Giacomo Indiveri the Director of the Institute of Neuroinformatics at the University of Zurich and ETH Zurich. He completed his studies in Electrical Engineering at the University of Genoa and worked as a Postdoc at the California Institute of Technology from 1994 to 1996 before joining the Institute of Neuroinformatics.Indiveri received his Habilitation in 2006 at ETH Zurich in Neuromorphic Engineering. His team analyses natural neural processing systems and builds hardware with neuromorphic cognitive systems that are capable of learning from external stimuli, internal conditions and behavioural targets and thus act spontaneously in correspondence. Indiveri is the co-founder of two spin-off companies of the University of Zurich: The neuromorphic intelligence firm aiCTX manufactures neuromorphic mixed-signal processors with a low energy consumption and a low latency performance. The iniForum GmbH has been established to conceptualise innovative events, exhibitions, workshops and conferences in the domains of science, philosophy, medicine, computation, engineering and related topics. Both start-ups are registered in Zurich.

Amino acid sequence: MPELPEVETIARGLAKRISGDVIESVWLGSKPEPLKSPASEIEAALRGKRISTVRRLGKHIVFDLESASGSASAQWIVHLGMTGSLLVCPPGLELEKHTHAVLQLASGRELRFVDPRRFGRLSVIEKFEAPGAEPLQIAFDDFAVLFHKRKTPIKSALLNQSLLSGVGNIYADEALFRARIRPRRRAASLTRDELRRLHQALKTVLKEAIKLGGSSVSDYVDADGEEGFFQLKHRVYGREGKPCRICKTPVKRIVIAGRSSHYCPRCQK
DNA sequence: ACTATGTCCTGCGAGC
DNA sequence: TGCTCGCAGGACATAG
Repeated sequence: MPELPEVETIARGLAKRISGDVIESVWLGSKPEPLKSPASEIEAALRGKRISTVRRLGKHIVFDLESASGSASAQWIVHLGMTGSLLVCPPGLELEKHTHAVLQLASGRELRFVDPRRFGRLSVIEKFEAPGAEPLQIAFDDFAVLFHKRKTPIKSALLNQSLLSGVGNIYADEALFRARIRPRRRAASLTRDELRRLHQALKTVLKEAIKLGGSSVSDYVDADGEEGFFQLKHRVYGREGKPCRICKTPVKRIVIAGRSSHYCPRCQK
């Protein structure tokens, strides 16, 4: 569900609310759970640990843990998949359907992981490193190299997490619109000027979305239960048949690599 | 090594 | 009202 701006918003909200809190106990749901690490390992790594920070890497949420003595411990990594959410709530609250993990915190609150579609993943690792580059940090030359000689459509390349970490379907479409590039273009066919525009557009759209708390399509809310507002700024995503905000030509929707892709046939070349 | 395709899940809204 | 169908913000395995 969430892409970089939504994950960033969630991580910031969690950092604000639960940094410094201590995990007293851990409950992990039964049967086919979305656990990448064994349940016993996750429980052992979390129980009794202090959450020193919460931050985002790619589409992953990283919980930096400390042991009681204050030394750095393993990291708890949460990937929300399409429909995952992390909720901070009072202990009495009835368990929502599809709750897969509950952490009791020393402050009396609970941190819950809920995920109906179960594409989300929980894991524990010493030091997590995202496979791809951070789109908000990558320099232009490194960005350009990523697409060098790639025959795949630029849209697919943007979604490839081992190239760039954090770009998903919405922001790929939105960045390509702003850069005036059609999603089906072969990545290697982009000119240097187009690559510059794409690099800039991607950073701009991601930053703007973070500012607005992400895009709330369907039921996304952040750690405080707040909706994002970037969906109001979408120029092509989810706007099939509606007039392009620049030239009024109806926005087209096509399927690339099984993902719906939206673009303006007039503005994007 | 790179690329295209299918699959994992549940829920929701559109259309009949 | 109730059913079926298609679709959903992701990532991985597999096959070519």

female sculpture | H. R. Giger